'Bargain-purchase techniques' Articles in back issues of Real Estate Investor's Monthly

Date of issue Subject
Adverse possession
5/93, 6/93
Acquiring property by adverse possession
Alcoholic and drug addict sellers
Acquiring property from addicted sellers
Bankruptcy property
Acquiring property out of bankruptcies
Bargain lots at lenders' auctions
Acquiring lots from lenders who seized them from failed builders
Builder leftover lots
Acquiring unsold lots from developers who want to move onto their next project
A corporation and its real estate are soon parted
Acquiring "surplus" corporate real estate
Assessment district sales
10/93, 11/93
Acquiring property auctioned off for nonpayment of special assessments
Delinquent subdivision mortgages
Acquiring property indirectly by buying delinquent mortgages on subdivided land
Delinquent tax sales
Acquiring property that is being auctioned off for nonpayment of property taxes
Discount lien releases
10/90, 11/90
Acquiring property which apparently has no equity but where lenders will release liens at a discount
Distressed builder auctions
Acquiring property from lenders who have foreclosed on failed housing developments
Distressed owner bargains
Acquiring property from persons who are in various personal difficulties
Drug property seizures
Acquiring property from U.S. Marshals who seized it from drug dealers
Execution sale super bargain
12/90, 1/91
House auctioned off for nonpayment of homeowner dues, featured on 60 Minutes
Executive suite sandwich leases
Lease unfurnished condos long-term from owners then sublease them short-term and furnished to executives on temporary assignments
Existing options
3/90, 4/90
Acquire property by purchasing "in-the-money" options on real estate from persons who cannot or will not exercise them
Foreclosure redemptions
11/95, 12/95
Acquire property by buying rights of redemptions from foreclosed owners who cannot redeem on their own
14-unit, no-equity foreclosure bargain
Acquiring property where the minimum bid is cut at the last minute at foreclosure auctions
40%-80% discounts
Acquisition of landlocked land adjacent to investor's already-owned land, assembly (combining two substandard parcels into one standard one, Acquiring both the life estate and remainder estate on the same property
Home builder leftovers
Acquiring the last few houses owned by a builder who has closed his on-site sales office and moved on to his next development
Houses that smell
Acquiring house that are shunned because of severe odor problems
How one vulture made $1 million since 1988
Acquiring property in a temporarily-depressed area (Anchorage)
How to bet on real estate races after the race is over
Acquire property by buying rights of redemptions from foreclosed owners who cannot redeem on their own
How to buy for half price and nothing down
Acquiring to-be-torn-down buildings and moving them to a new site
How to get positive cash flow: Buy 2, get 1 for 2/3 off
Acquiring houses which have another house in their back yard
Inner-city fixers
Acquiring rehab property in bad neighborhoods
IRS sales
Acquiring property which has been seized by the IRS for nonpayment of income taxes
Investing by flashlight (HUD repos)
Acquiring repossessed properties from HUD
Judgment investing
7/89, 2/91, 5/94
Acquiring equity in real estate indirectly by buying small claims court judgments against persons who own real estate
Life and remainder estate bargains
6/90, 7/90
Acquiring life estates and remainder estates
More on partial interests
Acquiring tenant-in-common interests in real estate
Bruce Norris's bargain purchase system
Acquiring property through property-wanted ads and OREOs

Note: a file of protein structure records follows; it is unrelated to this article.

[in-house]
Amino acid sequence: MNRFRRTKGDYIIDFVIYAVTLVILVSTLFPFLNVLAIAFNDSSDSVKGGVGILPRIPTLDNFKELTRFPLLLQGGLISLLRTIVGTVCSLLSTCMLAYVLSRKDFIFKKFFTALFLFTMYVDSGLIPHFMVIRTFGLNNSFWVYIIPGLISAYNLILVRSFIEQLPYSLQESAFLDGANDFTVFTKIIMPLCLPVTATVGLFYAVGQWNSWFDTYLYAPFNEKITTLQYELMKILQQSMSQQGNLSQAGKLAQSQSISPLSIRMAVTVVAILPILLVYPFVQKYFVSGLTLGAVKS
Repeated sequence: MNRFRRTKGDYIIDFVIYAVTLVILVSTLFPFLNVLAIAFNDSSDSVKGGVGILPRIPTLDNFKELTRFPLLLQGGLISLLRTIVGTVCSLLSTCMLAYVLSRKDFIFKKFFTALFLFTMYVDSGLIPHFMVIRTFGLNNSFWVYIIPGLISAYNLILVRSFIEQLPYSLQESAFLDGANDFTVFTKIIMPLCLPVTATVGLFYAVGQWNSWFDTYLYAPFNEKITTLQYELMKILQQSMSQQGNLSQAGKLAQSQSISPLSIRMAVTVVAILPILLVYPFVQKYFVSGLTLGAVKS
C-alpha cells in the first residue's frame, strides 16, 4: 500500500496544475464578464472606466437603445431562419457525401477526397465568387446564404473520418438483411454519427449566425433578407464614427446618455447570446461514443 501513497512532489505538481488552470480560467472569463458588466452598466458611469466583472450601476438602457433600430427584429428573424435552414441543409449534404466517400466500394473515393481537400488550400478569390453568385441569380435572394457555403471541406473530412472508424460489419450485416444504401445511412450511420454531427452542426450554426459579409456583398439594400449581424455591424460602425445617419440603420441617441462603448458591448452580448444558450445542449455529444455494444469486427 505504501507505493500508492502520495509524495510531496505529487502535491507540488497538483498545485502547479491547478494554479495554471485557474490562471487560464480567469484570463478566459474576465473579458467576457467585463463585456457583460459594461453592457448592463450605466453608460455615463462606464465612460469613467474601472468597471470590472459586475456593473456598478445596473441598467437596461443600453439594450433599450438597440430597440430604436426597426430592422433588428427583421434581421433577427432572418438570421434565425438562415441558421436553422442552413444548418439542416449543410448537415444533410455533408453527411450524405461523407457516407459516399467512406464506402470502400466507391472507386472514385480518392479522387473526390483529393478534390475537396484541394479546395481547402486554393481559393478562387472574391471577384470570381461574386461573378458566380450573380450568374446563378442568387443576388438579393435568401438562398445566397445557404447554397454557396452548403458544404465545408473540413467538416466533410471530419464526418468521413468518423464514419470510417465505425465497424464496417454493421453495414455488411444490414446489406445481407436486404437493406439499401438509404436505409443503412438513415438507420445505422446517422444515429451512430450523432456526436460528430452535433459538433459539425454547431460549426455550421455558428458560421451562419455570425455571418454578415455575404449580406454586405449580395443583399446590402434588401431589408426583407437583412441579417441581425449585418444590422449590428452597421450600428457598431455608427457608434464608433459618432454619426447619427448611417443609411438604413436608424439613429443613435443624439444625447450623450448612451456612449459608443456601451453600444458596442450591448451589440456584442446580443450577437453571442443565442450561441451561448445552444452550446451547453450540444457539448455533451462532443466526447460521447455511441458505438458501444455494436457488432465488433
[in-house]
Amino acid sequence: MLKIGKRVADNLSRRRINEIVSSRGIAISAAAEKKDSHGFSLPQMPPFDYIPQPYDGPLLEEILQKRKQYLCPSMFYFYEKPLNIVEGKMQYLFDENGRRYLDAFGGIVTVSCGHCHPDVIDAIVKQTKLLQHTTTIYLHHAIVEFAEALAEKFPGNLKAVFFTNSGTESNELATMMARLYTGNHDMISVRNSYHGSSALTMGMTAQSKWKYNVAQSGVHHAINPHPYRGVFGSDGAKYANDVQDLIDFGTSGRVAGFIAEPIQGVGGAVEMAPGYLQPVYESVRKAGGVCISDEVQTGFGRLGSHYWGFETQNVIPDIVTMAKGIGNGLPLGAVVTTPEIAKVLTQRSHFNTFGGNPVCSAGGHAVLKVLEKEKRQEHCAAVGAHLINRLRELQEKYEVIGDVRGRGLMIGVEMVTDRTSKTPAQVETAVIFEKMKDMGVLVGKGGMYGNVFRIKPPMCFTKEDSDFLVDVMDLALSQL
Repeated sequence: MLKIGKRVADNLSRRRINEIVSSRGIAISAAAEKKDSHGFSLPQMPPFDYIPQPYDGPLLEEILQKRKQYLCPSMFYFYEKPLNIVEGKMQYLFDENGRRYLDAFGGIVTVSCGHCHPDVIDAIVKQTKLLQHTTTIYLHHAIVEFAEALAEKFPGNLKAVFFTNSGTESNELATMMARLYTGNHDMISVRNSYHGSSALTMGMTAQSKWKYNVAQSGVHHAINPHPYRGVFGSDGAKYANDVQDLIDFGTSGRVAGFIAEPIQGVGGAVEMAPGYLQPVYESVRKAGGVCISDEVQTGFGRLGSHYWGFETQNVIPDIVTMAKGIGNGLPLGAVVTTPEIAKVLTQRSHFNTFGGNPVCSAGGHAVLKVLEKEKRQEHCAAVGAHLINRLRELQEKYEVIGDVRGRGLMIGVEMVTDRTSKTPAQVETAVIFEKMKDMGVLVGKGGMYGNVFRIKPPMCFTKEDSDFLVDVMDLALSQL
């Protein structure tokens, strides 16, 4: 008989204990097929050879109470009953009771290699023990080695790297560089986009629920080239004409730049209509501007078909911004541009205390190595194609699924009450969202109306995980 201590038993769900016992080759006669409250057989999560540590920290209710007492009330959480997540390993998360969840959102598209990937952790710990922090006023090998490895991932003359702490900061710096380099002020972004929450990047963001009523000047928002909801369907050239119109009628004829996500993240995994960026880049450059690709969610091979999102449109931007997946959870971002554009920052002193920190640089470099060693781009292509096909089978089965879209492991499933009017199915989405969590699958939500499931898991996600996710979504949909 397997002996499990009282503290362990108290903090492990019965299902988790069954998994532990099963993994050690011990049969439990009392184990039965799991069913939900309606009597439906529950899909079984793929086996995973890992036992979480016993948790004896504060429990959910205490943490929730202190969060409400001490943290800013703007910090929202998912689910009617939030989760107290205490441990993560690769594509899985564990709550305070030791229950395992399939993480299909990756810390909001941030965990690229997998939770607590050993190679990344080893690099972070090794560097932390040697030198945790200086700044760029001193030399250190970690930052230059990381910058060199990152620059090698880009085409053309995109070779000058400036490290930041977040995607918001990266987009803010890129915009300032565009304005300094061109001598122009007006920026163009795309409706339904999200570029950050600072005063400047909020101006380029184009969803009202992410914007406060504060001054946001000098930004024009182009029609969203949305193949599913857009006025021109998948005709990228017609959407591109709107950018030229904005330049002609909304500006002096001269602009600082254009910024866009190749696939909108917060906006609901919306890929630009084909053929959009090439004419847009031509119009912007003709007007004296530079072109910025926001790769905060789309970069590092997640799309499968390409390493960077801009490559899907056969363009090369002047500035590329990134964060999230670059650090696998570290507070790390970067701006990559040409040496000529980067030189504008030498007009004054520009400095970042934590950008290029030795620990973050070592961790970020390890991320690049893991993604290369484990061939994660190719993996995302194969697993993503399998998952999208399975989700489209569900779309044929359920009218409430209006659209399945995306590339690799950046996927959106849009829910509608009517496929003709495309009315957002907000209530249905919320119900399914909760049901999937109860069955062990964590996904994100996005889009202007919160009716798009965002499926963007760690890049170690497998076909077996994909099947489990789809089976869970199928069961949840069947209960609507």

12/89, 1/90, 2/95, 5/96
Acquiring property from lenders who acquired it by foreclosure
Owner unknown
4/91, 5/91, 6/91
Acquiring property whose ownership is unknown to local tax authorities by tracing the heirs
Partial interests
2/89, 3/89
Acquiring tenant-in-common interests in real estate
Partnership 'divorce' and no-charge lien releases
Acquiring property from partners who are fighting and property which apparently has no equity but where creditors will release liens for nothing
Phoenix VA repos
Acquiring repossessed VA homes in Phoenix during a real estate depression in that area
Pre-tax auction bargain
Acquiring property from an owner who is on the verge of losing it for nonpayment of property taxes
Probates 1/89, 6/90, 9/90, 10/94, 2/99 Acquiring property from estates
Profiting from the bank and savings & loan crisis
Acquiring OREO property from special agencies set up in the wake of the savings and loan crisis
Profit opportunity in bad foundations
Acquiring property which is shunned because of seemingly serious foundation problems
Property-wanted ads
11/88, 5/96
Acquiring property through property-wanted ads
Right-of-redemption bargain
Acquire property by buying rights of redemptions from foreclosed owners who cannot redeem on their own
John Schaub's fsbo system
Acquiring property from owners trying to sell without a real estate agent
Sellers who are likely to sell cheap
Acquiring property from various categories of sellers who tend to sell cheap like bureaucrats, heirs, donees
Sellers who welsh
Acquiring property by suing sellers who renege on option agreements for specific performance
The Stephenson system (rural land)
Acquiring raw land from out-of-county owners
Stigmatized properties
Acquiring property which has been stigmatized for irrational reasons
Three bargain purchases
Acquiring property through property-wanted ads
Case Study: title problem = profit
Acquiring property with serious title problems
20% discount purchase
Acquiring property from a divorcee enroute to foreclosure
Two bargain houses
Acquiring one property from an out-of-area owner and the adjacent extreme fixer property
Two bargain purchases
Acquiring one property from a lender by getting creditors to release liens at a discount and another at a foreclosure auction
Two OREO bargains
Acquiring two office condos OREO from lender
Two probate bargains
Acquiring property out of estates being probated
'Unfit for human occupancy' property
Acquiring property which has been condemned
Using CD-ROMs to pursue pre-foreclosures
Acquiring property from owners who are enroute to foreclosure
Acquiring property from troubled syndicates